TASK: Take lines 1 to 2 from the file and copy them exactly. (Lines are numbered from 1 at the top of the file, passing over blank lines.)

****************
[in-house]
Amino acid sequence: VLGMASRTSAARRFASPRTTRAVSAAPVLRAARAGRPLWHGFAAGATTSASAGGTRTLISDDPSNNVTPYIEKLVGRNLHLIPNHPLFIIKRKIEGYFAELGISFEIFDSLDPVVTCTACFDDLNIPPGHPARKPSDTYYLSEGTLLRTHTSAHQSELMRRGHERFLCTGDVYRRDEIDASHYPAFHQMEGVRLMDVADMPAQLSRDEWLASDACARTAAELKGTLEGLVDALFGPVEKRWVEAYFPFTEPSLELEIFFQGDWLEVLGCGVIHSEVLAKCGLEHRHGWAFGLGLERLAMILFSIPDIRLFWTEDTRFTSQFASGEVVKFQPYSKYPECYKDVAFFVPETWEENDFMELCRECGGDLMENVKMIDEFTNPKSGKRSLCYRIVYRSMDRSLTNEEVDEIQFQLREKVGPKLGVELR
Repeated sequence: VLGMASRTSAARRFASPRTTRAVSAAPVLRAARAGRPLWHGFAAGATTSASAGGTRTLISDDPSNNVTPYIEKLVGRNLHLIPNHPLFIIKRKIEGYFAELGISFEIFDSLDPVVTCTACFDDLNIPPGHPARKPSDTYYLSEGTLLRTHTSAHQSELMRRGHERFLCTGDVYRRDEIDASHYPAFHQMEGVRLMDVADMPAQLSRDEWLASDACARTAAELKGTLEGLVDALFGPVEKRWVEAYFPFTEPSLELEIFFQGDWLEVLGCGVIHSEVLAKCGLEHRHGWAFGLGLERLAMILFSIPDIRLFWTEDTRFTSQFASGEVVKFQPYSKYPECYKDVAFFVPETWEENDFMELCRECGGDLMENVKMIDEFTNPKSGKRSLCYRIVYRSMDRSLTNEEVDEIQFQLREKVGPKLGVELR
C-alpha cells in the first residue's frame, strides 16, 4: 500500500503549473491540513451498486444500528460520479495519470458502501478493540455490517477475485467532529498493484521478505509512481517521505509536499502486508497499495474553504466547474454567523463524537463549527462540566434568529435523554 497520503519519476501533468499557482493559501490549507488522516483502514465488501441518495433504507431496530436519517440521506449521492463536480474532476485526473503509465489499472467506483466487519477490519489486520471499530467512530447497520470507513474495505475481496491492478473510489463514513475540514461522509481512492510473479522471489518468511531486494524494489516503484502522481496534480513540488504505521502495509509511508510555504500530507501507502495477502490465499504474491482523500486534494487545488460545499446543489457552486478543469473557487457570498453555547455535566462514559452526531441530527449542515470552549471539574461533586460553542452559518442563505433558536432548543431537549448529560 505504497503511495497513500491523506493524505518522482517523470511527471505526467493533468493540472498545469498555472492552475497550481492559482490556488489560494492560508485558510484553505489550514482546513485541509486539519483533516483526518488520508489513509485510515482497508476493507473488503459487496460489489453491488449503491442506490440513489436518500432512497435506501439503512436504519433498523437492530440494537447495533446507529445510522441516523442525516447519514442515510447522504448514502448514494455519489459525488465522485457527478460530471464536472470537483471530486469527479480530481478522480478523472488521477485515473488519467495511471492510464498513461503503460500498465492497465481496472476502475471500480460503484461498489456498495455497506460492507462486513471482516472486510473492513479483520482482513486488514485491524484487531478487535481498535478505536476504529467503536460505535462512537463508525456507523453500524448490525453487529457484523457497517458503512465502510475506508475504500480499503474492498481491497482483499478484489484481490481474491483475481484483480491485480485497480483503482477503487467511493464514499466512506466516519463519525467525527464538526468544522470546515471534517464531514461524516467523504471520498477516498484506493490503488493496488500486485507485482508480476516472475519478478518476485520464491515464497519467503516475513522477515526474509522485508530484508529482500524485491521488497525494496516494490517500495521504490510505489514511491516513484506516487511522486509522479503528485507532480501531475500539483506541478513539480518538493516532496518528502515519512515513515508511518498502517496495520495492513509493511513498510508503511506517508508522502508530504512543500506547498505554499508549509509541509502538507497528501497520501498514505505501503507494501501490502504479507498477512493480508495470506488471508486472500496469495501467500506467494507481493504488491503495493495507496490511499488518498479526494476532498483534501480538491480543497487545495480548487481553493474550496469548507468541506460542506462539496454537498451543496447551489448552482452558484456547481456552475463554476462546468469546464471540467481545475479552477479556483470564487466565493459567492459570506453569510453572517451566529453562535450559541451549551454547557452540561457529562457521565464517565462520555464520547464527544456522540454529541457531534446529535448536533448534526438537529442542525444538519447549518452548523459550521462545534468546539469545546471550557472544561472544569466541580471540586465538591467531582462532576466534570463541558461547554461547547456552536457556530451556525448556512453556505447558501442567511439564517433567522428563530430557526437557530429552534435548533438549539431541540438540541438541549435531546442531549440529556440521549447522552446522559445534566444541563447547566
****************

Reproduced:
[in-house]
Amino acid sequence: VLGMASRTSAARRFASPRTTRAVSAAPVLRAARAGRPLWHGFAAGATTSASAGGTRTLISDDPSNNVTPYIEKLVGRNLHLIPNHPLFIIKRKIEGYFAELGISFEIFDSLDPVVTCTACFDDLNIPPGHPARKPSDTYYLSEGTLLRTHTSAHQSELMRRGHERFLCTGDVYRRDEIDASHYPAFHQMEGVRLMDVADMPAQLSRDEWLASDACARTAAELKGTLEGLVDALFGPVEKRWVEAYFPFTEPSLELEIFFQGDWLEVLGCGVIHSEVLAKCGLEHRHGWAFGLGLERLAMILFSIPDIRLFWTEDTRFTSQFASGEVVKFQPYSKYPECYKDVAFFVPETWEENDFMELCRECGGDLMENVKMIDEFTNPKSGKRSLCYRIVYRSMDRSLTNEEVDEIQFQLREKVGPKLGVELR